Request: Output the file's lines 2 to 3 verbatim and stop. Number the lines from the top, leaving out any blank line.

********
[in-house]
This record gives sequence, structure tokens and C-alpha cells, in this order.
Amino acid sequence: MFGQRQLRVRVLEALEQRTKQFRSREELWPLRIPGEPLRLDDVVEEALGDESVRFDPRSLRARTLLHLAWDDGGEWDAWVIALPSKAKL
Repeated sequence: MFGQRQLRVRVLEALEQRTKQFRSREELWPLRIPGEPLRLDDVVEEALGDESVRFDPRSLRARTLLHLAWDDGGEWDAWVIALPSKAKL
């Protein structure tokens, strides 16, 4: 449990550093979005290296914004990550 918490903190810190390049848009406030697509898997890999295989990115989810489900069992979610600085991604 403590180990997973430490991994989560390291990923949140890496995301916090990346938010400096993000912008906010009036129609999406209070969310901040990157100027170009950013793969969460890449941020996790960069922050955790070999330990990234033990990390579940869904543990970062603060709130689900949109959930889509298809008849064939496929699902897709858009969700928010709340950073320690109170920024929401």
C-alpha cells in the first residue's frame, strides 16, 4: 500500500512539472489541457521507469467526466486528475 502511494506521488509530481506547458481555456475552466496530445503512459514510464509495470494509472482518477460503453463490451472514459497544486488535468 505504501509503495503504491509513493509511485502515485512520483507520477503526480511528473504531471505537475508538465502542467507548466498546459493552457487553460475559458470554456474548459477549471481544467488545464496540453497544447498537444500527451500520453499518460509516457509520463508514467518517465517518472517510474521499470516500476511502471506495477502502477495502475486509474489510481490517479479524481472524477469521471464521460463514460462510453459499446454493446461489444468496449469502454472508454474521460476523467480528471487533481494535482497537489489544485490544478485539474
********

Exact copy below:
This record gives sequence, structure tokens and C-alpha cells, in this order.
Amino acid sequence: MFGQRQLRVRVLEALEQRTKQFRSREELWPLRIPGEPLRLDDVVEEALGDESVRFDPRSLRARTLLHLAWDDGGEWDAWVIALPSKAKL